Tim Gunn, the fastidious fashion guide and guru from “Project Runway,” will snipe at fashion boo-boos on his own show “Tim Gunn’s Guide to Style,” premiering on Bravo Sept. 6. It’s a makeover show with Gunn condemning fashion faux pas and praising elegance and style. What’s the worst mistake people make with their wardrobe? Gunn says it’s size.
“My mantra is that the biggest fashion foible committed by most people is that their clothes don’t fit them properly, either too big or too small. We would all benefit from having a good tailor, and when one is shopping, try everything on and be very discerning when you look in the mirror about how well it fits you. People tend to think that, if their clothes are a little bigger than they are, it can hide a lot of imperfections. In fact, it just tends to accentuate those imperfections. It is better to have things that are really, for the most part, form-fitting.”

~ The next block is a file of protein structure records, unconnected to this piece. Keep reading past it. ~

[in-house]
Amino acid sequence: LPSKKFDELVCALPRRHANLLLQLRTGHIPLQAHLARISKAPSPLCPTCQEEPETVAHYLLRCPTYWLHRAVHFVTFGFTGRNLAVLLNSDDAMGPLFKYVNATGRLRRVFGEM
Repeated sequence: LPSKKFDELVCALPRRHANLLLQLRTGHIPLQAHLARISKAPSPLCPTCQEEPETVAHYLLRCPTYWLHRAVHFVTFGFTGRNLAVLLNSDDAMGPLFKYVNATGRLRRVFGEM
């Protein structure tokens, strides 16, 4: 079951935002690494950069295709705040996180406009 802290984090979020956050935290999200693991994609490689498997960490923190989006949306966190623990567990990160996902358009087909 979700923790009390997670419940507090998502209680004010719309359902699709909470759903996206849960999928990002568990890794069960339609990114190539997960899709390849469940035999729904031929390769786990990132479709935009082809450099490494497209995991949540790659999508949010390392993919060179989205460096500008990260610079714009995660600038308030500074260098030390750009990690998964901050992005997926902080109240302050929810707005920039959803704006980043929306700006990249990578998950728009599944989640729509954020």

Charlie Sheen, who plays the playboy who plays the field on CBS’ “Two and a Half Men,” used to be the real-life counterpart of his character. Standup comics still joke about Sheen’s wild and woolly days. Sheen says he takes it in stride.
“It’s sort of double-edged because you are honored that you made the opening monologue, somebody that matters. But if the joke is really smart that’s about you, it softens the blow. But when it’s a cheap shot and a bad joke, you know, `Thanks. Been there.’ ... What do I do? I’m here. I’m with my kids, with my fiancee. I don’t lead that life anymore, so they have backed off. It’s Jon’s (Cryer, his costar who plays his brother) turn.”